Gaelchultúr, based in Dublin, will offer Irish language classes online from the middle of May.
Editor's Note: The following was written and submitted to IrishCentral by Maitiú Ó Coimín, the editor of NÓS magazine, where a version of this article originally appeared in Irish.
Irish Americans who wish to improve their knowledge of the Irish language, or begin learning from scratch, will be welcomed to live online classes being run by Dublin-based education institute Gaelchultúr from the middle of May.
Gaelchultúr, based in Dublin’s city centre, is one of the most highly regarded institutes of Irish language education in Ireland, and have been running courses at varying levels for many years in the city and surrounding counties.
The college had to close its doors on the 12 of March when the Irish government issued an order to educational institutions to shut their doors in an attempt to stay the spread of the coronavirus throughout the state. Gaelchultúr quickly scrambled to transfer its in-house courses to an online format and within two weeks had most of their courses up and running over the internet.
The global crisis, while hampering the physical in-class lessons, has opened a new world of opportunity for educators in the Dublin college. It recently announced that its entire summer semester of classes will be conducted live online, and that the courses will be made available to learners all around the world.
Gaelchultúr promises “the most comprehensive online Irish course that has ever been made” and to cater to learners of all levels of proficiency. There will be classes for complete beginners, for those who have some Irish, for fluent speakers, and for those who want to improve their grammatical accuracy in the language.
The eight levels of classes are as follows: Begginers, Elementary, Lower Intermediate, Upper Intermediate, Advanced 1, Advanced 2, Accuracy in Irish 1, and Accuracy in Irish 2.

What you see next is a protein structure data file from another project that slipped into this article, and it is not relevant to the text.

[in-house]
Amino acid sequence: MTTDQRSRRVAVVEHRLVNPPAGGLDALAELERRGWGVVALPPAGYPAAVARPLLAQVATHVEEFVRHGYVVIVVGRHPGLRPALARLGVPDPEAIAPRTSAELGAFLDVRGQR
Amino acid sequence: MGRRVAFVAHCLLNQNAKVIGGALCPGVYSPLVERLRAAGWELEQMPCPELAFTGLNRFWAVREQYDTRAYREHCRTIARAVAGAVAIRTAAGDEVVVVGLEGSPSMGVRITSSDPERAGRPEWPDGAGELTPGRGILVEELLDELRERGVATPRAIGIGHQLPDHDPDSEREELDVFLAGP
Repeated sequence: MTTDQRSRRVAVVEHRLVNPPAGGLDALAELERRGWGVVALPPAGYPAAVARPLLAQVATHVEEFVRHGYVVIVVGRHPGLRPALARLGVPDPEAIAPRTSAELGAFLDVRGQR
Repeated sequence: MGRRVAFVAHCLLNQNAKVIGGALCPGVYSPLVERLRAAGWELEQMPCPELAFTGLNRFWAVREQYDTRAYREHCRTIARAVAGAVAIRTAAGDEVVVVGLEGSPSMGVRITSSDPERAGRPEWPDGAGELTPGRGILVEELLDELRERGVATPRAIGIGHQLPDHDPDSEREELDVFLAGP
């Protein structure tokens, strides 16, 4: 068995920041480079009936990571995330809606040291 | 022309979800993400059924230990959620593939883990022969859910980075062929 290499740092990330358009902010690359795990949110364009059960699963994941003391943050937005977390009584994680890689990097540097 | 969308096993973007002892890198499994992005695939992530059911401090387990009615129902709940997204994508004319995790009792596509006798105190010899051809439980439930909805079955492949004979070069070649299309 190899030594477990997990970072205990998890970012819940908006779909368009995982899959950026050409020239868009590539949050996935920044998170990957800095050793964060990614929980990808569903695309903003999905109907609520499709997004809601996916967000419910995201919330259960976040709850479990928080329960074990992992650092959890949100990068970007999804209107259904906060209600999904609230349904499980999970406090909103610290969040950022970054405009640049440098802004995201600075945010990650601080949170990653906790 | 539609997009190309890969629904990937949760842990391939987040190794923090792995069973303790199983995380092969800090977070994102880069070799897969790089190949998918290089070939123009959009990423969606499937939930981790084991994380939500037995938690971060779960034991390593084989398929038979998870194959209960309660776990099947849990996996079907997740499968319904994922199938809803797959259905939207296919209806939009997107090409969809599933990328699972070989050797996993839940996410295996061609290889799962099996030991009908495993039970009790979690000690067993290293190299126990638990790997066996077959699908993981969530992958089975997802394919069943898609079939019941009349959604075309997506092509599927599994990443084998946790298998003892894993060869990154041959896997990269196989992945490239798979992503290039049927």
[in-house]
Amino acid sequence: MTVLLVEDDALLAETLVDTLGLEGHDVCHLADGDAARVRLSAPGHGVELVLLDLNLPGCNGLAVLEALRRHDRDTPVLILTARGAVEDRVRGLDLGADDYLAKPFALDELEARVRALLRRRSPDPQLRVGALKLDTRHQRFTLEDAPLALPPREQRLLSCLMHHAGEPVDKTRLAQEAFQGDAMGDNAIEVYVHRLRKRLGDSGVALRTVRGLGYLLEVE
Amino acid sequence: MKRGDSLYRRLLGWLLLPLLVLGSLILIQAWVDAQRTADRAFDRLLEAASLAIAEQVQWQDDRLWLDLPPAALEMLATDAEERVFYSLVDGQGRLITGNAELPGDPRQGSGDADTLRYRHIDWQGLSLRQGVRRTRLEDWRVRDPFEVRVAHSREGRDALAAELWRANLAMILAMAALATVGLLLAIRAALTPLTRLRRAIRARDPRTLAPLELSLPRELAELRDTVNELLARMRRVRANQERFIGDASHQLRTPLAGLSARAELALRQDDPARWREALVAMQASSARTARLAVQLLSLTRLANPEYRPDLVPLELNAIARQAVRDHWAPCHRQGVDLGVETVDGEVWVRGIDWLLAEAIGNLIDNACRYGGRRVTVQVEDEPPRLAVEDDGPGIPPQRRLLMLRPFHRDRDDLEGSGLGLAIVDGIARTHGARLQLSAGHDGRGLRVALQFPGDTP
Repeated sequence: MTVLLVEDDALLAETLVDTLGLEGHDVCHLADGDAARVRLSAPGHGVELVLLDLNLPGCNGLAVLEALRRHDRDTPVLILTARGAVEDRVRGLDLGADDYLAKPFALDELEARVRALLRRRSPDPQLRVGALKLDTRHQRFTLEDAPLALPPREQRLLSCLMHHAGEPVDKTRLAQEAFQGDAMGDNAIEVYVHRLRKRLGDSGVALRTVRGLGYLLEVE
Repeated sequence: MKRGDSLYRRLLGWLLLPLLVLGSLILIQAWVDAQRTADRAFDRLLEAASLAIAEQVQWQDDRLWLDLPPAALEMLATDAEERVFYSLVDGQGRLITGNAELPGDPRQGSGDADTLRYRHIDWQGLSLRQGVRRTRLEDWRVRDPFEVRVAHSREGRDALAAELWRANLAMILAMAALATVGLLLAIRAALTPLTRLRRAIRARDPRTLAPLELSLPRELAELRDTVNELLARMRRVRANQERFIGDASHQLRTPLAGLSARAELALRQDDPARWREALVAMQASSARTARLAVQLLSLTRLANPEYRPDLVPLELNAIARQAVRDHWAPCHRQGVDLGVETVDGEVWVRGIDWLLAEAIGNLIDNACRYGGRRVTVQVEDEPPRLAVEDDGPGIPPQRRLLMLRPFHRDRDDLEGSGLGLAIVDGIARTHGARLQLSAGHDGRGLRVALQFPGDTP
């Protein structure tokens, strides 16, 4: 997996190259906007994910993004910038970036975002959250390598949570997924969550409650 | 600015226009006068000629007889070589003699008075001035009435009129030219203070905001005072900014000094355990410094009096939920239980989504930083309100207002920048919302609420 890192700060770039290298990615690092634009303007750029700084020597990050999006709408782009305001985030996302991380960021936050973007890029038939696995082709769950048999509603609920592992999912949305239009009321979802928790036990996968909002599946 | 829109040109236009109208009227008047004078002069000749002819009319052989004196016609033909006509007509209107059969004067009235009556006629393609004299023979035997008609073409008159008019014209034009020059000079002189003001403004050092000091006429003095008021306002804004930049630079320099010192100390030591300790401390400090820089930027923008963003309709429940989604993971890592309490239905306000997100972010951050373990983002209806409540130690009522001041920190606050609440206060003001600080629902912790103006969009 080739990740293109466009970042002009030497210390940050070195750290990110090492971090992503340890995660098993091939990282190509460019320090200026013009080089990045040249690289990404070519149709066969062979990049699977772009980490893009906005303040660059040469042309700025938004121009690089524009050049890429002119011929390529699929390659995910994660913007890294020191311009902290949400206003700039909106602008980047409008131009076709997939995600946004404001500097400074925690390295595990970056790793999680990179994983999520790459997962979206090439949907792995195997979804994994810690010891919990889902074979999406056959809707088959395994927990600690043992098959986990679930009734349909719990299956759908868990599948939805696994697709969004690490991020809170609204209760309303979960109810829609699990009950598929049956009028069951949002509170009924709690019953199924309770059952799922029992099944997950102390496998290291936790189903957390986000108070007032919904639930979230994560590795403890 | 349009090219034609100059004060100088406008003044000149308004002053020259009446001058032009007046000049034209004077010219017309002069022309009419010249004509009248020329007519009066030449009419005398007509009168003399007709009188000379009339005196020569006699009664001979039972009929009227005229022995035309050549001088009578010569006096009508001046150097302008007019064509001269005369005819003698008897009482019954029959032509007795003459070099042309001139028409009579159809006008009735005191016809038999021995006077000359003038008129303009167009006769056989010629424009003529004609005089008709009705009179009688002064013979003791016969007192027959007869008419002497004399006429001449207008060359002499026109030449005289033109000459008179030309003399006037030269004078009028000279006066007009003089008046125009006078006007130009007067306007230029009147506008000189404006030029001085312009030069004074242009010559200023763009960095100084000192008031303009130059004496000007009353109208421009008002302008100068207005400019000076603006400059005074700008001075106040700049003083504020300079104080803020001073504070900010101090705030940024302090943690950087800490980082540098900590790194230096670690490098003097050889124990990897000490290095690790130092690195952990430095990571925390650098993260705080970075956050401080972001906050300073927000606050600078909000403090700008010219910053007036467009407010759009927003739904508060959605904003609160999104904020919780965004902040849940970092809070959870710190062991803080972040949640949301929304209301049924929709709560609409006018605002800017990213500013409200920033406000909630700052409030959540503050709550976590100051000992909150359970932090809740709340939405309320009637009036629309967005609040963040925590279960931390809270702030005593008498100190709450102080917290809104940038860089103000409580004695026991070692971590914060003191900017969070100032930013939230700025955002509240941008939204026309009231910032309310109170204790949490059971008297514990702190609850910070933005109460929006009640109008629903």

Each class will last two hours, and be held once a week for ten weeks. All you need to attend is a headset with a microphone, a laptop, or a desktop computer, and a reasonably good broadband connection.
“Gaelchultúr’s evening classes have been going from strength to strength in recent years and we are delighted that we will now be able to offer Irish classes to learners throughout the world. It doesn’t matter if you are just starting your language learning journey or if you want to perfect your language skills, we have a class for everyone, and this is a great way to make the most of this period when we are all staying at home,” said Éamonn Ó Dónaill, Director of Education at Gaelchultúr.
The emphasis is placed on the spoken language in Gaelchultúr’s courses and they promise no change to their “encouraging, fun, and learner-centered learning environment” in the switch to online education.
“Highly qualified teachers will be teaching the classes and, even though the learners will not be in the same room, the classes will be very interactive. There will be plenty of opportunities to speak in the classes – learners will work either in pairs or in groups and will have the chance to raise a virtual hand and ask the teacher questions orally. A digital booklet will be sent to the learners before the start of the course and they will be able to use that material during the classes and to do further study from week to week,” a spokesperson for the college explained.
The classes will be run both during the week and at the weekend to cater for different life and work schedules.
A sample class is being held for people who are interested in signing up for Gaelchultúr’s classes but are unsure if the online model will suit their needs. ‘A Taste of Irish’ is being held between 15.00 and 17.00 Irish time on Saturday, May 9.
Further information about the new online courses is available on Gaelchultúr’s website.